Originally Posted by West Coast Ace
..For what the Rory contract is allegedly for, Nike would have to shutter the entire tennis operation.
I'm not sure the numbers are quite what they seem with these sort of deals. Federer is a far more known sporting entity and better known per se globally.... the devil is in how these deal are arranged. Rory might have signed for 10 years for a figure like $200m... that would make his deal $20m/yr which is not far off, perhaps less, than what Federer is touted to be getting.*
Golf marketing is also a longer gameplan than tennis given how long the careers are, and it's typical for players to go in and out of medium term (1-3 years) form much moreso than a sport like tennis. I would bet that the up-front deals golf players get are actually smaller than what the top tennis guys get except the golf guys have bigger incentives so they can smoke it in a good year. Golf imagery has little sex appeal or street value unlike tennis so results are more directly linked to marketing clout than tennis. So Rory's deal could, in effect be "theoretical money" which he actually still has to earn through performances.
Additionally - having been privy to the details of a sporting (team) sponsorship deal some years ago from the brand side - some numbers you see touted in the media about sponsorship deals are certainly best-case scenario numbers which apply if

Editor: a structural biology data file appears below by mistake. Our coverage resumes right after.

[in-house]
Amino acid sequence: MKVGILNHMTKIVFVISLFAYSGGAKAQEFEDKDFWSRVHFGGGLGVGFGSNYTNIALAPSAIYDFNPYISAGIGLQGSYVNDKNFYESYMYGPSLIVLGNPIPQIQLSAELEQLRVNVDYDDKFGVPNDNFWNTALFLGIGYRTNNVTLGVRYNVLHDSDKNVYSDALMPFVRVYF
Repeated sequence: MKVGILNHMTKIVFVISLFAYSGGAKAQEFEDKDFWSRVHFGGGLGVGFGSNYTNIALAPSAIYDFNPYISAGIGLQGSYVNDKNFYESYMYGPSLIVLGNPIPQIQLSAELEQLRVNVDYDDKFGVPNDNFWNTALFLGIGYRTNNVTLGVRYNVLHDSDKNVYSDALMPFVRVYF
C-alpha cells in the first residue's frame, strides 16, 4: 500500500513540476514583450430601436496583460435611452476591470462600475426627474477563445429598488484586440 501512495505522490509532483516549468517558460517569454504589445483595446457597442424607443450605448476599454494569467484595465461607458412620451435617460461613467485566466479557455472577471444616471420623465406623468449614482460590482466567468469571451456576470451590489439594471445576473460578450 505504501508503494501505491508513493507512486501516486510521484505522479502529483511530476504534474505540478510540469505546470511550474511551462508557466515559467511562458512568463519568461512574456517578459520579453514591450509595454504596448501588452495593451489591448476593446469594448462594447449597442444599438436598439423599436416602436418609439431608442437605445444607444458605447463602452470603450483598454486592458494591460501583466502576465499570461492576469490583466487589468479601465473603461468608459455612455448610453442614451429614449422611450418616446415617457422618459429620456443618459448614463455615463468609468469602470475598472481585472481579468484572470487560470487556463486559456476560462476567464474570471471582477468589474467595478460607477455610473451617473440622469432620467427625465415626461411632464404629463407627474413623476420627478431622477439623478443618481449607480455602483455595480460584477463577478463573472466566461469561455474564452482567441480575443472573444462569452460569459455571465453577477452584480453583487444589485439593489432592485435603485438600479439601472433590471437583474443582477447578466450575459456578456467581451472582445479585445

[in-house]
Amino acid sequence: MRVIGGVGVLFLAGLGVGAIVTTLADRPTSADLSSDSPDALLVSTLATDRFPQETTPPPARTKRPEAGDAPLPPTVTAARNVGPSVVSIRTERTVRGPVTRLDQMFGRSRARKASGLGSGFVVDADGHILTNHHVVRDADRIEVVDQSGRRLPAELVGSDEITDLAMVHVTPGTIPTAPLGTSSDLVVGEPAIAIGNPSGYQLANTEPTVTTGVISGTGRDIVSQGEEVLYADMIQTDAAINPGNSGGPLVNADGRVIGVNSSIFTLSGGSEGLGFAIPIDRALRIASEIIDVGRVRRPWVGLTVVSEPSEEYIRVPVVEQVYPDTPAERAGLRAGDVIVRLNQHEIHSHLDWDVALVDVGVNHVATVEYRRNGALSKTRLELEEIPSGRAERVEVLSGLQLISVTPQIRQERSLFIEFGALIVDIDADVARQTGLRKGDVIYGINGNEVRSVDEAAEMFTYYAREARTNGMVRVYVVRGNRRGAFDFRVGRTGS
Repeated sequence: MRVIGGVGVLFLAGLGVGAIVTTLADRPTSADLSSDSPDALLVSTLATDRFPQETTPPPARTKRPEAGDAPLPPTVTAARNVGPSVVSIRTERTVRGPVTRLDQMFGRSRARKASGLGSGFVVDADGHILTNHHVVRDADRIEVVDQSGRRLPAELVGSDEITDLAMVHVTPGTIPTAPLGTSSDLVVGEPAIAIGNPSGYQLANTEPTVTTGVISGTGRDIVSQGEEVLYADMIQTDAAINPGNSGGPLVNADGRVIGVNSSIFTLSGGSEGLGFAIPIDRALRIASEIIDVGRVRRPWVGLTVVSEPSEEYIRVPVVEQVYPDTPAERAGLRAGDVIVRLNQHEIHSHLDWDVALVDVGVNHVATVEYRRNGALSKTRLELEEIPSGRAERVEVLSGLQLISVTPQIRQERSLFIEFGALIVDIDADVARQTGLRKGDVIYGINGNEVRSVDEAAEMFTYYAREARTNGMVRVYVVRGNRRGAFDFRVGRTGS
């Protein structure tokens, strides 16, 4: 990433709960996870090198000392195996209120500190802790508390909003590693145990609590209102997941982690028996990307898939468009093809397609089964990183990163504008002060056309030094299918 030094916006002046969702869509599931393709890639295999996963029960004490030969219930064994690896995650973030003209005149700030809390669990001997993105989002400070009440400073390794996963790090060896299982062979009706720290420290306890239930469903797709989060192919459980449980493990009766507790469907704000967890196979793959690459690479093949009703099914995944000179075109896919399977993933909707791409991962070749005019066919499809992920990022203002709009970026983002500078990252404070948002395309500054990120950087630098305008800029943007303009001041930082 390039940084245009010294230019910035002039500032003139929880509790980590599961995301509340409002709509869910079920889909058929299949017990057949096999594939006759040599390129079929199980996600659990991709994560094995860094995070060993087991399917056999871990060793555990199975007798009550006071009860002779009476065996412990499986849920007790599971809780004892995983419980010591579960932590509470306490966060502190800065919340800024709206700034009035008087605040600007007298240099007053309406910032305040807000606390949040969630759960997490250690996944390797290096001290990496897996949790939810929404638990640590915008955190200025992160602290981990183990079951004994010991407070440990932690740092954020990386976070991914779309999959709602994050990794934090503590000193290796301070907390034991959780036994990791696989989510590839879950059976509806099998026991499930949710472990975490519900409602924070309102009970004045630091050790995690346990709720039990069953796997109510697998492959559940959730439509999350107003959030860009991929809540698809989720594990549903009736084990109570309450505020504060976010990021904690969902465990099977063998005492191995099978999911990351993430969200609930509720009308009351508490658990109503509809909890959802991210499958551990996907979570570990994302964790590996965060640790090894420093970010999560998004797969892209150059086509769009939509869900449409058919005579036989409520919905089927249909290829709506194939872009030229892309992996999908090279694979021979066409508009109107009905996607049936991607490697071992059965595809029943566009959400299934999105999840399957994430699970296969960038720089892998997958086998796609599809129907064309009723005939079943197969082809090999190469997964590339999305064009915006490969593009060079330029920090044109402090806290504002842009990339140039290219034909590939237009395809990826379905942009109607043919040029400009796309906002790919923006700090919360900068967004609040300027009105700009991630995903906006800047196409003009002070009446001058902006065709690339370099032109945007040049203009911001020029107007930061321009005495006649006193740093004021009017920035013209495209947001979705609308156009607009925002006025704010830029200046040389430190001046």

the team/player achieves X, Y and Z. Many football (soccer) team sponsorship deals work like this - a performance based amount. I don't see why other sports wouldn't adopt similar thinking give or take any sport-specific nuances and operating practices.
Nike golf revenue in 2011 was $623 million (4% down on the previous year)... Another of Nike's affiliate brands, Converse, had over $1.1 billion. Golf isn't as big as you think and certainly not big enough to be writing Rory a cheque for $200m. Nike in it's entirety had revenue of $20.9 billion in 2011. Golf is less than 3% of their revenue.
Nike tennis is not
an affiliate so their numbers are harder to come by. Given how many more people play tennis and how many more tennis clubs there are than golf courses globally I wouldn't be surprised if Nike tennis was bigger than golf. A look at their top sponsored players indicates they have money to spend - either because the business is big or because they put more of their marketing budget into player sponsorship (as a ratio).
(*all things considered we have no way of knowing how accurate his supposed endorsement fee is - it may be he gets another $2m every time he wins a major or re-reaches the #1 ranking - it wouldn't surprise me at all given how creative IMG deals famously can be)